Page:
Updated: Jun 24, 2020
This blog series documents how our network of schools became interested in lesson study. We have shared how our lesson study teams got started – by creating a shared vision of their hopes and dreams for students, determining a research question and theory of action, narrowing in on a specific content area for their research lesson, and then exploring the mathematical content and selecting a mathematical understanding goal and an equity goal for their research lessons. We have also documented our first four public lesson study events, a 3rd grade lesson on comparing fractions, a 9th grade lesson on lines of best fit, an 8th grade lesson on negative exponents, and a 10th grade lesson on quadratics.
Resources we’ve used for conducting research lessons can be found here.
A 7th grade student explains their thinking to the host teacher during a lesson study event.
In the last post we shared details that our research teams have found useful when conducting a public research lesson. One of the tips on their list deserves its own post:
During the lesson we have found the richest data about student learning comes from each team member closely observing and collecting data on the thinking of one focus student and their interactions for the entire lesson.
The team’s learning during a research lesson hinges on what data they notice and collect during the research lesson. If the ultimate goal of any lesson is to advance student understanding, then it is important that the main thing is kept, well, the main thing. Collecting data on how a focus student made sense of the mathematical understanding goal and what impacted the learning process, provides the richest data about what that student learned and how they learned it.
It sounds simple, but closely paying attention to a student’s thinking throughout a lesson is a skill that requires attention and development. As humans we are constantly interpreting what we see through our prior experiences and biases. Our attention can be incredibly selective based on what we expect to see. This can restrict what we notice during a lesson and what information we use to determine our next instructional steps. Personally, I am prone to assuming I know how a student is thinking – or how I think they should be thinking – and it has taken quite a while for me to develop the awareness and tools to check my assumptions and listen carefully to how a student is actually thinking. It is still a skill I’m working on. However, the more I practice, the more I’m in awe of the unique ways that students develop their understanding of math concepts and the better equipped I feel to think about what follow-up questions/lessons/tasks would make the most sense to extend their understanding.
Another factor that inhibits our ability to closely follow student thinking is that, as teachers, we often spend our time focused on all the things we usually focus on when we are teaching a whole class – Is everyone engaged? Is the pace of my lesson right? Are any groups off task? What question should I ask next to deepen students' understanding? These are all important things to notice when teaching, but it means we often miss the nuanced details about how each of our students is developing their understanding of important mathematical concepts during the lesson. Participating in a research lesson as an observing teacher is a rare opportunity to closely observe a focus student’s growing understanding (or misunderstanding) over the course of a lesson, but we need to temporarily shut off the “teaching” side of us that wants to pay attention to everything.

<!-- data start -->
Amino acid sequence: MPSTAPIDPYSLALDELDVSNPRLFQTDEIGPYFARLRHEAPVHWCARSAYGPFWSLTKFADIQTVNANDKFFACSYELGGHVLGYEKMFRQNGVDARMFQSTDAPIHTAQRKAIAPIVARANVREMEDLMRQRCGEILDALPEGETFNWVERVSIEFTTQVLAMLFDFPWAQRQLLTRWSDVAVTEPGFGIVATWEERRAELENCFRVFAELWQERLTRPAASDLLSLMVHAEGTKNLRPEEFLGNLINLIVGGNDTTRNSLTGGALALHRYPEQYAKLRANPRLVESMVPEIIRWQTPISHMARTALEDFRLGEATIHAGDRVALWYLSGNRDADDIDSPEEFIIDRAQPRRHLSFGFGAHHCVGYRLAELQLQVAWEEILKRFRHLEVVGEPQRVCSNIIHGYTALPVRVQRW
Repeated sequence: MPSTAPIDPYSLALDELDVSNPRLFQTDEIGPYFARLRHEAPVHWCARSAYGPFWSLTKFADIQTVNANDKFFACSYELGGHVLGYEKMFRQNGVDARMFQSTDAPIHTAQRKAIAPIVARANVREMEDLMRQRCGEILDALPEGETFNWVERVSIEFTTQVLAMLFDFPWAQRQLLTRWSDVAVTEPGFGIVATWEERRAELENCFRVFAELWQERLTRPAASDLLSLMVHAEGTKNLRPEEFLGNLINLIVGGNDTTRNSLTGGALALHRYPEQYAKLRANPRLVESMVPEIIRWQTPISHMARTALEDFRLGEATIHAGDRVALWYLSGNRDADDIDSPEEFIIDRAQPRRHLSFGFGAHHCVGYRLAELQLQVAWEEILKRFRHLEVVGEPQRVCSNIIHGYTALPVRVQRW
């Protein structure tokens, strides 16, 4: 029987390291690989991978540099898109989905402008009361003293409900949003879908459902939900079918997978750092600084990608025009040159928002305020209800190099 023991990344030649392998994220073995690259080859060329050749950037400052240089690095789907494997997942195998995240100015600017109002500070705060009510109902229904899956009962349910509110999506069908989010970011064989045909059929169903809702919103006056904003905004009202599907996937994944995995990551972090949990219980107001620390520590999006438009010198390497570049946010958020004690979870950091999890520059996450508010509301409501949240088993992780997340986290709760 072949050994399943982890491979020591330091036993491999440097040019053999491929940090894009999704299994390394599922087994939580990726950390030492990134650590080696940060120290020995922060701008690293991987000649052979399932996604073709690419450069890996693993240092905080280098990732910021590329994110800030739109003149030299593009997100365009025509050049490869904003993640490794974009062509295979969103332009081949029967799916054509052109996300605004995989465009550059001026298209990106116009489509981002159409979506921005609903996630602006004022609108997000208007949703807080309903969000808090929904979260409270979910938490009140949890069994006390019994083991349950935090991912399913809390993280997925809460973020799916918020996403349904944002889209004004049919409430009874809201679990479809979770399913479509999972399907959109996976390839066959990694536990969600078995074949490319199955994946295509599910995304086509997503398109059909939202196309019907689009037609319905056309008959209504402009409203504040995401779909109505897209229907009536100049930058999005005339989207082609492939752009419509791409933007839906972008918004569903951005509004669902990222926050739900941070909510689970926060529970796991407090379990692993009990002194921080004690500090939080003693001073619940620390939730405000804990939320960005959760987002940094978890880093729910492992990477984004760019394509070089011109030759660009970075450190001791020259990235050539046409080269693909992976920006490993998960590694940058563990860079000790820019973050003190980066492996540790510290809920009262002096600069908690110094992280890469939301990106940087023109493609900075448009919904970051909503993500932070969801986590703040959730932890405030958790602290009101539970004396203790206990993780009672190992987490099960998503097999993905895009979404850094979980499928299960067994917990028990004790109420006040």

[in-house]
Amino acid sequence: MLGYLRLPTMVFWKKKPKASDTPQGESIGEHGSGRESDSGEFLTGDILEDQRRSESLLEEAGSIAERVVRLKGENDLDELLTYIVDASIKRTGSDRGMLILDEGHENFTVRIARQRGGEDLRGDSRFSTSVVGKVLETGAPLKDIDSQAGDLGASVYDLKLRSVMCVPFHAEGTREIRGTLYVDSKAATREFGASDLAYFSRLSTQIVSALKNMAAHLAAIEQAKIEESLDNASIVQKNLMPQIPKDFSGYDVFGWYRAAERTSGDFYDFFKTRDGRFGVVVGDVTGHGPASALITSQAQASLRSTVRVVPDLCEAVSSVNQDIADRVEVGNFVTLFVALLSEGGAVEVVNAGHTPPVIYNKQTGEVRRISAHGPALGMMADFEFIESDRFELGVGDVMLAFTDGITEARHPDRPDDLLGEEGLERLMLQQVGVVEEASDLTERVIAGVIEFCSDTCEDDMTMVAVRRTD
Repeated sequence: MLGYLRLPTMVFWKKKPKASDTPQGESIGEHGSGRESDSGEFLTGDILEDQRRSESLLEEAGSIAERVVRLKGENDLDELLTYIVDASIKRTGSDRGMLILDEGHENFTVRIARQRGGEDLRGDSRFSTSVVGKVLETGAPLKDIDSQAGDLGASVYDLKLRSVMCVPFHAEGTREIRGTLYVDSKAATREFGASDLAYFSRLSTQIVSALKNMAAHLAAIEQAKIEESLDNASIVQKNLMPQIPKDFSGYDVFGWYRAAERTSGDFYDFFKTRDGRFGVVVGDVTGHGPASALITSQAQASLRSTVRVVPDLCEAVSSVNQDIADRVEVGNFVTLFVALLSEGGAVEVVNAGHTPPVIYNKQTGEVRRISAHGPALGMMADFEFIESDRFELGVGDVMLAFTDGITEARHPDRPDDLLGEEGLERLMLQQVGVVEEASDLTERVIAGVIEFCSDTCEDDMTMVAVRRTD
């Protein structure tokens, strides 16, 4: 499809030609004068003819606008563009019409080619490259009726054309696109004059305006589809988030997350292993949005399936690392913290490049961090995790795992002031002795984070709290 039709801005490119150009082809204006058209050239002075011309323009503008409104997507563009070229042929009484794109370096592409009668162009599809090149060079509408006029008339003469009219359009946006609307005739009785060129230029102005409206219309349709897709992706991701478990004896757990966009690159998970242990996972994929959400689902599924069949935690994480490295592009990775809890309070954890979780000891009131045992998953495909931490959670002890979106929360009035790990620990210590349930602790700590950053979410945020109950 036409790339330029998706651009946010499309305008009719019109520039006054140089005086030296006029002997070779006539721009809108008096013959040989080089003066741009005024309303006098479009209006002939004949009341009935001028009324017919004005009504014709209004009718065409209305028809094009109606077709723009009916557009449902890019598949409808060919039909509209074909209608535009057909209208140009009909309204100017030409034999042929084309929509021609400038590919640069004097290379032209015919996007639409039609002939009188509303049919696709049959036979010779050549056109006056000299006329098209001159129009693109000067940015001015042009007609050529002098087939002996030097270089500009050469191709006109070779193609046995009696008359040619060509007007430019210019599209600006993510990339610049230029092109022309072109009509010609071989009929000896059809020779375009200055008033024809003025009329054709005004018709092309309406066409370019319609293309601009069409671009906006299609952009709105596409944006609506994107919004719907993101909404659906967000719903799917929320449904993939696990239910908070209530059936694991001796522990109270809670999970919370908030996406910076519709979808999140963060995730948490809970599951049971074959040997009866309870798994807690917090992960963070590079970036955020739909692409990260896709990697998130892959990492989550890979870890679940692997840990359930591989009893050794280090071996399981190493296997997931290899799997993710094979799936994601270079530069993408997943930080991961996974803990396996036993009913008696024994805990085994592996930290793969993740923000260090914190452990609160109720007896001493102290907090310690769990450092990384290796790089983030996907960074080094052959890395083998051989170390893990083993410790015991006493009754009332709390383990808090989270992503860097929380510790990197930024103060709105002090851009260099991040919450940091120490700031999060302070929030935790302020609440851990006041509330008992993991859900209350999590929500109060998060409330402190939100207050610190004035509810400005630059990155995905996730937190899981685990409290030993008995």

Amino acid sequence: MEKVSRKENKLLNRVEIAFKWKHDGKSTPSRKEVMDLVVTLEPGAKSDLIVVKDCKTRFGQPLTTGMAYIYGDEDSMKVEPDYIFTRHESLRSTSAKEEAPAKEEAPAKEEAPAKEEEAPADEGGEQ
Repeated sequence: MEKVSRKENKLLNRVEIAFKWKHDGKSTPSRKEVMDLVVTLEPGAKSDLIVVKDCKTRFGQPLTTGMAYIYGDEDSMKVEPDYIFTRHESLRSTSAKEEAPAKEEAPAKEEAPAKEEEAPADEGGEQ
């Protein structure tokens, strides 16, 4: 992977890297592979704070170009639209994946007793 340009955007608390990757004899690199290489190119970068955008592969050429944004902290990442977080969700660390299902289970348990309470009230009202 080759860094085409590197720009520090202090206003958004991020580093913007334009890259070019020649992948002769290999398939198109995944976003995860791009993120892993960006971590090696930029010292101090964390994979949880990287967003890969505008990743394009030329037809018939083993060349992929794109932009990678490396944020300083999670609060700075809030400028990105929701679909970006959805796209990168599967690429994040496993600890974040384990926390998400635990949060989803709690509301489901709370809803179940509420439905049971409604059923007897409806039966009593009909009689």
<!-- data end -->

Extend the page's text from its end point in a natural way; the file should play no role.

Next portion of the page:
Keeping our biases in check and actively returning our attention to how a focus student is thinking about the mathematics at hand are skills we can develop through participating in research lessons. When we focus on how a student’s understanding evolves over a lesson, we actually deepen our ability to listen more carefully to student thinking even when we’re teaching a whole class. Why? Because we’ve had the opportunity to learn how someone different from us engages in learning math. This broadening of our own understanding about how a student might make sense of mathematical ideas influences what we notice when we’re teaching and what in-the-moment instructional decisions flow from these noticings. We may notice ideas from students who don’t think like us and now be able to highlight them for the class to learn from too.
Ultimately, our research teams hope to cultivate the ability to recognize important mathematical contributions from each student and support students in making connections between each other’s ideas to deepen their mathematical understanding. Closely observing student thinking provides an opportunity to grow these skills.
For educators interested in lesson study we have found that:
Closely observing a focus student’s thinking during a research lesson provides an opportunity for teachers to learn how the student’s mathematical understanding changes over a lesson and what factors supported learning
By becoming students of our students’ thinking our research teams deepen their mathematical knowledge for teaching - the knowledge of how different students make sense of important mathematical concepts.
Previous: Considerations for Public Research Lesson Studies
Up Next: Research Lesson Debrief
Daisy Sharrock works at the Center for Research on Equity and Innovation at the High Tech High Graduate School of Education, and is part of a Student-Centered Learning Research Collaborative-sponsored research team that is currently engaged in the following study: Leveraging the Power of Improvement Networks to Spread Lesson Study. Read more about their current study here. We are grateful to JFF, KnowledgeWorks, and the Student-Centered Learning Research Collaborative and its funders for their support. Learn more at sclresearchcollab.org